Islamistų opozicijos partijos ir ES įsitraukimo potencialas

Toby Archer

Heidi Huuhtanen

Atsižvelgiant į didėjančią islamistinių judėjimų svarbą musulmonų pasaulyje ir

radikalėjimas nuo amžių pradžios paveikė pasaulinius įvykius, tai

Svarbu, kad ES įvertintų savo politiką, susijusią su veikėjais, kurie gali būti laisvi

vadinamas „islamo pasauliu“. Ypač svarbu paklausti, ar ir kaip užsiimti

su įvairiomis islamistų grupuotėmis.

Tai tebėra prieštaringa net ES viduje. Kai kurie mano, kad islamas tai vertina

gulėti už islamistų partijų yra tiesiog nesuderinami su vakarietiškais demokratijos idealais ir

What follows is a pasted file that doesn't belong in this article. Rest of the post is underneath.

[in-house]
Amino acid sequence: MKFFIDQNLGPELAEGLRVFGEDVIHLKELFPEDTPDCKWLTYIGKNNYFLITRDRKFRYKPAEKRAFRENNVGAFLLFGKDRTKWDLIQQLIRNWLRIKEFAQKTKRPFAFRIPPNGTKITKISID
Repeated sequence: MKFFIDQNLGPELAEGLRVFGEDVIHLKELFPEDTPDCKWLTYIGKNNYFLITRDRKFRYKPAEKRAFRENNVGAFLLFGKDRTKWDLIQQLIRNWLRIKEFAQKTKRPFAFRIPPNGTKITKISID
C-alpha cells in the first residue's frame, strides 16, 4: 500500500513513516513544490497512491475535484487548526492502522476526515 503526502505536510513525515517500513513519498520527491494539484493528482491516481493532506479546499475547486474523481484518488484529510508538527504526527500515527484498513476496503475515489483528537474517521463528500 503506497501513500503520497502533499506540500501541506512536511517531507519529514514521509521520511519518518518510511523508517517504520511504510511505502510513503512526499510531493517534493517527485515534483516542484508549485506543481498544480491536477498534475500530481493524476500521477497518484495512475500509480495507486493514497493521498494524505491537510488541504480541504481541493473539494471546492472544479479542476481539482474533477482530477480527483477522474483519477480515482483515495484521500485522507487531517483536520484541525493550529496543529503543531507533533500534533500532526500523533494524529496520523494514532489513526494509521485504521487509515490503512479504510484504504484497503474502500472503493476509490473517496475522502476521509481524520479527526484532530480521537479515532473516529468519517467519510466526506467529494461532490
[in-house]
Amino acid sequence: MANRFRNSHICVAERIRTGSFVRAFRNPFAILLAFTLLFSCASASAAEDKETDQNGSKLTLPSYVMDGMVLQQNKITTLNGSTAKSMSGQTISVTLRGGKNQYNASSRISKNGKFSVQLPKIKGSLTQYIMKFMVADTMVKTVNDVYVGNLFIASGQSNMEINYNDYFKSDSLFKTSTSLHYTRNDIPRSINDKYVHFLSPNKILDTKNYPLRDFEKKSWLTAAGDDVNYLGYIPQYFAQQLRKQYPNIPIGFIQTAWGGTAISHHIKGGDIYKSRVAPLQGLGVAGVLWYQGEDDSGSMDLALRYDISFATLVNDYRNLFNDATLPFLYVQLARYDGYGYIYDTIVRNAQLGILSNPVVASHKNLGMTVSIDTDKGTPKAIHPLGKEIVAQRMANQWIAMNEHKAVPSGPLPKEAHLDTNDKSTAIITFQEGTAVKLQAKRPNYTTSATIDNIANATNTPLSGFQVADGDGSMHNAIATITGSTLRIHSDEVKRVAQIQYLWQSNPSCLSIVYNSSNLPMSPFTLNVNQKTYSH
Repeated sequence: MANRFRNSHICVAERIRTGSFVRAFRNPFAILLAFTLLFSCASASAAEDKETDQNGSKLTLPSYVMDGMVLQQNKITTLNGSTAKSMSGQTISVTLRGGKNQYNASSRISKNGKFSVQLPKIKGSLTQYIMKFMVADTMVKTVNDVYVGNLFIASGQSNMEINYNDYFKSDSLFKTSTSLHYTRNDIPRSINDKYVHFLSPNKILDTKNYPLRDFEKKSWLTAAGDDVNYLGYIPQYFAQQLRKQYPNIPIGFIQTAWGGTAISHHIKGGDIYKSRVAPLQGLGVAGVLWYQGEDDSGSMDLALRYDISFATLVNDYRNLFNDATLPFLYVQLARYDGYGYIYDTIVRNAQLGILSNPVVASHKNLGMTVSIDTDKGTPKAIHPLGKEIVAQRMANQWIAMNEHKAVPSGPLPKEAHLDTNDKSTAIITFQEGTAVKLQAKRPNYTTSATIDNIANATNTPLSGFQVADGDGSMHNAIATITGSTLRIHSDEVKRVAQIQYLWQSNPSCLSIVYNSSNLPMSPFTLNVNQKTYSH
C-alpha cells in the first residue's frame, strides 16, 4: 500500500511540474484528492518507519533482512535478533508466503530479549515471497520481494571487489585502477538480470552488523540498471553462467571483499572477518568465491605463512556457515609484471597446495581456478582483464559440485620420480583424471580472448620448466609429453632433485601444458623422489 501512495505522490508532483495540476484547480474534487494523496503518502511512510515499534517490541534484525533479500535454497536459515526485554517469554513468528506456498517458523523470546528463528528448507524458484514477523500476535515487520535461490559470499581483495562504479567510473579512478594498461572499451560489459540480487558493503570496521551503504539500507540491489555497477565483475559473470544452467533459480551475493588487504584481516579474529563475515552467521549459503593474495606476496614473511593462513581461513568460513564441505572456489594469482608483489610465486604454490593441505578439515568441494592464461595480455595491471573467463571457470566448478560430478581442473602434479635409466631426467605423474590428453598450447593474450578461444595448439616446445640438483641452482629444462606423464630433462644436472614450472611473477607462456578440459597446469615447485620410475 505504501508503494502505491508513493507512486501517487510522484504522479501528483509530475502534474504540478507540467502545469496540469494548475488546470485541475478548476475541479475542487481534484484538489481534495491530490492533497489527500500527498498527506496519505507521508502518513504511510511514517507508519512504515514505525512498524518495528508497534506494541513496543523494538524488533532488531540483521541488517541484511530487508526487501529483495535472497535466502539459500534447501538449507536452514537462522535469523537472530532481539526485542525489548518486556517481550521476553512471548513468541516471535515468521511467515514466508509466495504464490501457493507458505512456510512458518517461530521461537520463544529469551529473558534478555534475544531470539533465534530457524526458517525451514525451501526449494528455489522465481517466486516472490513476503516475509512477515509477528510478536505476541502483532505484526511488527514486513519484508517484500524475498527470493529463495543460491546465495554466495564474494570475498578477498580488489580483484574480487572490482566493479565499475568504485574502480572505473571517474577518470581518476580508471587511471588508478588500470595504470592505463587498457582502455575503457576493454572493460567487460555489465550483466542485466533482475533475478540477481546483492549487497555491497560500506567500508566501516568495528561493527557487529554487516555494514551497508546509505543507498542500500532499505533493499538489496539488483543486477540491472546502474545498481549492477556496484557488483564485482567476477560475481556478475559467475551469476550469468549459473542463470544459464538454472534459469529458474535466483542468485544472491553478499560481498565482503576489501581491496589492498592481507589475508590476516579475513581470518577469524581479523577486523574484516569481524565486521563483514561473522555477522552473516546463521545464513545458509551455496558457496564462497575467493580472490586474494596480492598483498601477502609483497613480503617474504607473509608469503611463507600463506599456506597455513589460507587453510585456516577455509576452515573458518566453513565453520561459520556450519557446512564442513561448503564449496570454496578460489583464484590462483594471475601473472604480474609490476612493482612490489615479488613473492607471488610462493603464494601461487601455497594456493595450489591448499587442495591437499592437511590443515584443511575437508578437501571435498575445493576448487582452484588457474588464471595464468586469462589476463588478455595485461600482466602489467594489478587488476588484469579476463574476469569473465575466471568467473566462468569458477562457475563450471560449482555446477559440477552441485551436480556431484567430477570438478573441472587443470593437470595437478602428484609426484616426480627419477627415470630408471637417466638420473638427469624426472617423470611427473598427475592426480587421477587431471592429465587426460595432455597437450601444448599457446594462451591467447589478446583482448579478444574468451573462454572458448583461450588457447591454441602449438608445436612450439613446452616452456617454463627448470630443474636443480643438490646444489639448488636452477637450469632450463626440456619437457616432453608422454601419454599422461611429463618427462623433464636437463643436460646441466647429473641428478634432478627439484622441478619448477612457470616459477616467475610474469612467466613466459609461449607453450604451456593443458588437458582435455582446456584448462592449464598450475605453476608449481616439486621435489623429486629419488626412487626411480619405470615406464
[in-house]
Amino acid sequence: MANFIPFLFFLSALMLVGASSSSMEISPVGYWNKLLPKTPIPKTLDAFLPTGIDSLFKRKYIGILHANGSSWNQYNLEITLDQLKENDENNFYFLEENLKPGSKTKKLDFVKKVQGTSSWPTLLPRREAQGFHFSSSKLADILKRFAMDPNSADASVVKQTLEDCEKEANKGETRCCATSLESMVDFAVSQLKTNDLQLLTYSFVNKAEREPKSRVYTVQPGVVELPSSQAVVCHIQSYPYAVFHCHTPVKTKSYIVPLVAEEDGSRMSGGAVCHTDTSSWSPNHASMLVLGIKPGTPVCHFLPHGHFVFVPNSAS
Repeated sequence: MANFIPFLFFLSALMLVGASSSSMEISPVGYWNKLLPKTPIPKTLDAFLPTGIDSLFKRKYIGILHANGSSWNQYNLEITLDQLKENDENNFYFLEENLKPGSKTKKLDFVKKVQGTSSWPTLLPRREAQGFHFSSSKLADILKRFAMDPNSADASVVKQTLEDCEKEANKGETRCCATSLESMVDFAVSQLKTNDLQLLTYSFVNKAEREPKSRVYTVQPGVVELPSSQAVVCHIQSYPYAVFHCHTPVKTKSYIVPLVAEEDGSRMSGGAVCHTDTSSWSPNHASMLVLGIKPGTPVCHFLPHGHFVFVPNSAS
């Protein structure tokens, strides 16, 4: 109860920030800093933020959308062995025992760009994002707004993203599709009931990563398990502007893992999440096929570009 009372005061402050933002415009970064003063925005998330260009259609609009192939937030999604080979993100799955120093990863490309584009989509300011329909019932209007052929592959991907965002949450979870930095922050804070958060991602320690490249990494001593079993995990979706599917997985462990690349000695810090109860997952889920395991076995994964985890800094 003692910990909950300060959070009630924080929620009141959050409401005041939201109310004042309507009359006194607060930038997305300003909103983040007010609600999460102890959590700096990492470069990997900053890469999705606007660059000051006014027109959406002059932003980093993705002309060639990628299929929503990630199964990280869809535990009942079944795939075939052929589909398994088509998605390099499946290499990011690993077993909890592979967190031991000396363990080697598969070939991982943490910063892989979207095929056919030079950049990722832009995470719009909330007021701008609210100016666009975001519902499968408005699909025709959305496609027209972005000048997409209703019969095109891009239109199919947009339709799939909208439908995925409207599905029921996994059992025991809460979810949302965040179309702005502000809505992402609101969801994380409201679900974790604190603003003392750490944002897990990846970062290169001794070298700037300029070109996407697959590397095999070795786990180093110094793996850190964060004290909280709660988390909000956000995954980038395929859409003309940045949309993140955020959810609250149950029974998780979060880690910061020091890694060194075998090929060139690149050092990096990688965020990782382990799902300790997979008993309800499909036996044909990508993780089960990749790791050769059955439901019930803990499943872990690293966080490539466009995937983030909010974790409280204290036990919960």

Žmonių teisės, o kiti mano, kad įsitraukimas yra reali būtinybė dėl augančio

domestic importance of Islamist parties and their increasing involvement in international

affairs. Another perspective is that democratisation in the Muslim world would increase

European security. The validity of these and other arguments over whether and how the

EU should engage can only be tested by studying the different Islamist movements and

their political circumstances, country by country.

Democratisation is a central theme of the EU’s common foreign policy actions, as laid

out in Article 11 of the Treaty on European Union. Many of the states considered in this

report are not democratic, or not fully democratic. In most of these countries, Islamist

parties and movements constitute a significant opposition to the prevailing regimes, ir

in some they form the largest opposition bloc. European democracies have long had to